As California’s population and economy grew post-WW II, new chapters of the International Wine and Food Society formed in the state.
The Los Angeles branch was the first, founded in 1935, and indeed 20 years later had reached a stage of maturity to warrant its first history being published as I discussed recently (in fact, two histories have been published to date).
Two members of the L.A. group formed the nucleus of a new Pasadena chapter in 1954, as explained on its website:
… a second organizational meeting was held at the Stuft Shirt Restaurant. Each charter member was requested to invite a few good friends who enjoyed food, wine, and camaraderie to join the new Society. It was determined that there would be four annual dinners, a logo was designed , and annual dues of $50 per member were assessed. ($10 was allotted to each dinner, to include both food and wine). The minutes of the second meeting were closed by Mr. Goss, stating “the meeting was adjourned in a gentlemanly fashion, sans stagger.” The first full membership dinner of the Wine and Food Society of Pasadena was held at The Piccadilly Restaurant in Pasadena on 9 November 1954. It was titled “An Italian Dinner accompanied by Inglenook Wines”. Now, as we move along in the 21st century, the Pasadena Wine & Food Society anticipates many more opportunities for the best in wine, food and fellowship.
On the same website you may read its first menu, a simple affair as far as typography and design are concerned but setting out an inviting Italian dinner prepared by a local restaurant.
Piccadilly Restaurant was perhaps another name for the Piccadilly Cafeteria which was part of a small southern chain. No restaurants exist today in the area under those names, as far as we know.
All the wines served were from Inglenook, the famed California winery that commenced in the late-1800s. The winery was founded – unconventionally in typical U.S. fashion – by a Finnish seafarer and his American wife.
Inglenook’s winery had many twists and turns after the captain died. The business was revived after Prohibition and became one of four or five wineries of national scale to dominate the U.S. wine business in the 1960s. Inglenook’s fortunes declined, with other big names, after hundreds of small wineries took the momentum from the late-1960s (will it happen that way in brewing??).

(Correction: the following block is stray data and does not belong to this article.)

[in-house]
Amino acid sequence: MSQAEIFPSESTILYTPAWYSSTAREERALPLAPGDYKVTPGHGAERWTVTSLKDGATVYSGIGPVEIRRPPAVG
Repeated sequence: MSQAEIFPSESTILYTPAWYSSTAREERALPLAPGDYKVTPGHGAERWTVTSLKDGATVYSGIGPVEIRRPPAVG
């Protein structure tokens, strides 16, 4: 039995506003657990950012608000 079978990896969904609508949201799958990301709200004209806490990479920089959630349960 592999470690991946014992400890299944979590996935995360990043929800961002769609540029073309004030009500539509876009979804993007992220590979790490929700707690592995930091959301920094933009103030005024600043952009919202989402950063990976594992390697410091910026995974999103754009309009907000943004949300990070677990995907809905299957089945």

Francis Ford Coppola needs no introduction. He bought the vineyards after a wending history that involved notably the mighty (still) Constellation Brands. Initially he did not own the Inglenook name but today owns that, too.
Hence, wines now appear under the original name from the estate. But earlier Coppola had put out wines under the brand Coppola-Niebaum – Niebaum was the founding Finn.
Almost certainly the Los Angeles Wine and Food Society, today called the Wine and Food Society of Southern California, had held Italian dinners, possibly with California wines, and in any case supported local wineries as I’ve discussed before.
So the Pasadena group did not innovate in this fashion. Still, to base its inaugural dinner on all-local wines in the mid-1950s showed growing confidence in the California wine industry. Most budding gastronomic clubs would have selected, at the time, all-French wines or opted for another conservative, vinous course.
Despite a period sound to the 1954 proceedings – for one thing it was all-male – the group was forward-looking and intrepid regarding the subject matter. It could have selected mostly Italian wines, for example, but went all out for California. Possibly the wines were sponsored, but in any case the early focus on localism was there, on terroir before the name existed.
The Charbono on the list is an Italian-origin, red wine grape that goes by many names, and is still grown occasionally in California. It’s not the same cultivar as Barbera but offers some of its taste qualities, or of Zinfandel: vigorous and rustic.
Charbono was and still is used in blending, too, both so-called field blends but sometimes also to buttress the noble Cabernet Sauvignon.
Inglenook’s Cabernet Sauvignon at the dinner speaks for itself and was vintage-dated 1946, as for other selections. The non-Cab wines served mostly resonate today as well.
In fact, you can buy an Inglenook Cab Sauv in Ontario today, with an 1882 reference in the name. This suggests, therefore, a character dating from the winery’s earliest days. We like that, and will pick it up soon for a trial.
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